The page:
It took 30 years, but the state of Louisiana has finally figured out that it convicted — and sentenced to death — an innocent man. Fortunately for Glenn Ford, the state never got around to carrying out the execution. Though it has cost him 30 years of his life.
The specific reason the state moved to free Ford is still murky, but it apparently stems from new information that proved Ford was not present at, or involved with, the robbery-murder of a 56-year-old jeweler and watchmaker named Isadore Rozeman on Nov. 5, 1983, in Caddo Parish in the state's northwest corner. According to the court filing, posted by the Shreveport Times:
In late 2013, credible evidence came to the attention of the undersigned to supporting a finding that Glenn Ford was neither present at, nor a participant in, the robbery and murder of Isadore Rozeman.
Defense counsel has been informed of the new information. Due to the new reliable information, the State now believes that whatever the involvement of Glenn Ford in the robbery or murder of Isadore Rozeman, the new information if known at the time of the trial, would reasonably have resulted in a different outcome ....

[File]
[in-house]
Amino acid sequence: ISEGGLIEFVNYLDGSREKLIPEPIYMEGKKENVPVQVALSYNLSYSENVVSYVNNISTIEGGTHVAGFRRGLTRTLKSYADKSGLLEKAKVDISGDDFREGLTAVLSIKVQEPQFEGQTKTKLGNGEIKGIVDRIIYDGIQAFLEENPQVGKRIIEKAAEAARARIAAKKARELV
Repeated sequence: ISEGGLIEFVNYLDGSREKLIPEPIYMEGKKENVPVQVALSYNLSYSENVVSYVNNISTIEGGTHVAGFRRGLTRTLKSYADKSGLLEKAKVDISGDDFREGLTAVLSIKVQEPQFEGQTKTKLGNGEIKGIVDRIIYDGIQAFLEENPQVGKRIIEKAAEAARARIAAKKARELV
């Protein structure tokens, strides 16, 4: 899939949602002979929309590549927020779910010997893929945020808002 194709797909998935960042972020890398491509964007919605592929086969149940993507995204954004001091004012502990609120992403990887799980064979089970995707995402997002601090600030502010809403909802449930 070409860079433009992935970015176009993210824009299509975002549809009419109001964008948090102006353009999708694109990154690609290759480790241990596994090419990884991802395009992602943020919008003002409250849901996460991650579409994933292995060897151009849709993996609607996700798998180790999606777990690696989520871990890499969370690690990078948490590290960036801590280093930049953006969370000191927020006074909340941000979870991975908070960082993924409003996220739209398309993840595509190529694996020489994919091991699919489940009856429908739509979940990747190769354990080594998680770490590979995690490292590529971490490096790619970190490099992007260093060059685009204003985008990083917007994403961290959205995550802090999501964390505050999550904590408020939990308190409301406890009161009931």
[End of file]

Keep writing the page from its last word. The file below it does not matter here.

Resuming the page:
Indeed, if the information had been within the knowledge of the State, Glenn Ford might not even have been arrested or indicted for this offense.
Ford was convicted based on testimony by what turned out to be incompetent scientific witnesses, evidence that went unchallenged by his two court-appointed lawyers, an oil-and-gas specialist and an insurance defense lawyer two years out of law school. Neither had ever tried a case before a jury before. And, it turns out, the prosecutor had hidden exculpatory evidence, including information from two informants that Ford was innocent, from those lawyers.
It's hard to have faith in a system that can fail so badly.